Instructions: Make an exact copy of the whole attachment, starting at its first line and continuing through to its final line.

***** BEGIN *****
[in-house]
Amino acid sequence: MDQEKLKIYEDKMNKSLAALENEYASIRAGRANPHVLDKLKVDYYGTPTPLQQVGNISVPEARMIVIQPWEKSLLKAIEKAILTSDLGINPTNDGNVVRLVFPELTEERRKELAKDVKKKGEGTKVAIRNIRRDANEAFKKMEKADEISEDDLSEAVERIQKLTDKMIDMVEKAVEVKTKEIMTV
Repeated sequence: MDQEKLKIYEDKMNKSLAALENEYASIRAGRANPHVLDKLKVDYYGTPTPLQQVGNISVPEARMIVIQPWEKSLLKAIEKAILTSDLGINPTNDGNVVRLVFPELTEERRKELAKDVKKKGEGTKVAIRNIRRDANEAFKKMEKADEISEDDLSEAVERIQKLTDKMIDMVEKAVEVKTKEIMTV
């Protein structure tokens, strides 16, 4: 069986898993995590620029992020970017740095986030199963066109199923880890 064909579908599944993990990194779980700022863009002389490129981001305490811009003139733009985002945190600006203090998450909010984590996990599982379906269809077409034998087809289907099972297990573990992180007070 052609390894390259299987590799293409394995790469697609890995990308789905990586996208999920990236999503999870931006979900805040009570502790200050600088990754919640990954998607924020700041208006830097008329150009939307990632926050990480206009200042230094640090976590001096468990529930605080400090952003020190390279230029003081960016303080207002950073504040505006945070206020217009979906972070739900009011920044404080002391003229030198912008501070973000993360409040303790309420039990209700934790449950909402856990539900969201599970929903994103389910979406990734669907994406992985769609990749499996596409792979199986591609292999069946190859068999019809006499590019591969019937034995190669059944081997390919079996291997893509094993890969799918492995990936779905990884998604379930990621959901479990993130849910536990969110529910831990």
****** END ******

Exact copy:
[in-house]
Amino acid sequence: MDQEKLKIYEDKMNKSLAALENEYASIRAGRANPHVLDKLKVDYYGTPTPLQQVGNISVPEARMIVIQPWEKSLLKAIEKAILTSDLGINPTNDGNVVRLVFPELTEERRKELAKDVKKKGEGTKVAIRNIRRDANEAFKKMEKADEISEDDLSEAVERIQKLTDKMIDMVEKAVEVKTKEIMTV
Repeated sequence: MDQEKLKIYEDKMNKSLAALENEYASIRAGRANPHVLDKLKVDYYGTPTPLQQVGNISVPEARMIVIQPWEKSLLKAIEKAILTSDLGINPTNDGNVVRLVFPELTEERRKELAKDVKKKGEGTKVAIRNIRRDANEAFKKMEKADEISEDDLSEAVERIQKLTDKMIDMVEKAVEVKTKEIMTV
């Protein structure tokens, strides 16, 4: 069986898993995590620029992020970017740095986030199963066109199923880890 064909579908599944993990990194779980700022863009002389490129981001305490811009003139733009985002945190600006203090998450909010984590996990599982379906269809077409034998087809289907099972297990573990992180007070 052609390894390259299987590799293409394995790469697609890995990308789905990586996208999920990236999503999870931006979900805040009570502790200050600088990754919640990954998607924020700041208006830097008329150009939307990632926050990480206009200042230094640090976590001096468990529930605080400090952003020190390279230029003081960016303080207002950073504040505006945070206020217009979906972070739900009011920044404080002391003229030198912008501070973000993360409040303790309420039990209700934790449950909402856990539900969201599970929903994103389910979406990734669907994406992985769609990749499996596409792979199986591609292999069946190859068999019809006499590019591969019937034995190669059944081997390919079996291997893509094993890969799918492995990936779905990884998604379930990621959901479990993130849910536990969110529910831990």